Government

Valley Hi Nursing Home in Woodstock declared free of scabies

H. Rick Bamman - hbamman@shawmedia.com
Some Valley Hi nursing home workers have filed a union grievance over the scabies outbreak at the facility on Hartland Road near Woodstock. Scabies is an extremely itchy skin disorder that can be passed from one person to another. It is caused by an infestation with a parasite - the scabies mite.
H. Rick Bamman - hbamman@shawmedia.com Some Valley Hi nursing home workers have filed a union grievance over the scabies outbreak at the facility on Hartland Road near Woodstock. Scabies is an extremely itchy skin disorder that can be passed from one person to another. It is caused by an infestation with a parasite - the scabies mite.

WOODSTOCK – There are no more cases of Norwegian scabies at Valley Hi Nursing Home, according to administrators.

Examinations of the 31 residents who reported having rashes came back negative for the skin disorder, Administrator Tom Annarella said Wednesday. A dermatologist and the home’s medical director conducted the examinations Saturday.

“We are obviously going to stay hypervigilant for the next 12 to 16 weeks to make sure there is no reinfestation, but as of Saturday we are scabies-free,” Annarella said.

Six residents of the county-run nursing home west of Woodstock came down with the highly contagious skin disorder. A July 20 report by the Illinois Department of Public Health concluded that Valley Hi’s plans to control the outbreak were deficient.

Norwegian, or crusted, scabies is a severe form of the disorder caused by an infestation of the skin by the human itch mite. Its victims have thick crusts of skin that contain large numbers of the mites and their eggs. Scabies is spread by both direct person-to-person contact and through contamination of clothing, bedding and furniture.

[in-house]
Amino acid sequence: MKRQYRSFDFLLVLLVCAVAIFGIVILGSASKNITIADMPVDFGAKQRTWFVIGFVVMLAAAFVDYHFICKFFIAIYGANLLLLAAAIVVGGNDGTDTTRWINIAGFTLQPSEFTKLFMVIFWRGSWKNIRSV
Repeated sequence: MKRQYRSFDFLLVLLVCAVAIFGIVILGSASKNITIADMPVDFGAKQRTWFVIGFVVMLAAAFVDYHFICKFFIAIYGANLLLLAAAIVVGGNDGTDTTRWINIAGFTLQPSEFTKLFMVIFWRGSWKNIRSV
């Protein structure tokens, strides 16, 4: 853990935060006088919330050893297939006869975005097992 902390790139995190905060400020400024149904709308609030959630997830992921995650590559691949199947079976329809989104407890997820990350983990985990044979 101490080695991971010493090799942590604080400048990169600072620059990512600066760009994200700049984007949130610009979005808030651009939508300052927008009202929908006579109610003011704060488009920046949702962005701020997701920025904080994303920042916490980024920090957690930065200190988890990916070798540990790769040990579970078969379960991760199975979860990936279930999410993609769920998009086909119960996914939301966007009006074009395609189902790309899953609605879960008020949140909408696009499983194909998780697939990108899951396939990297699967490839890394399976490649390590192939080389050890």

Nursing homes, extended-care facilities, prisons and other crowded places where close skin contact is frequent are common sites of scabies outbreaks, according to the U.S. Centers for Disease Control and Prevention. Norwegian scabies is most common with the elderly, the disabled and people with compromised immune systems.

Valley Hi confirmed the first case July 1, the day after notifying the McHenry County Department of Health of the issue. Annarella ordered the facility closed to new residents and to visitors, and a treatment plan was implemented for all residents and staff.

The self-imposed ban on new residents will be lifted Friday, Annarella said.

Valley Hi submitted a corrective action plan to the Illinois Department of Public Health, and has a month to correct the deficiencies identified in its report.

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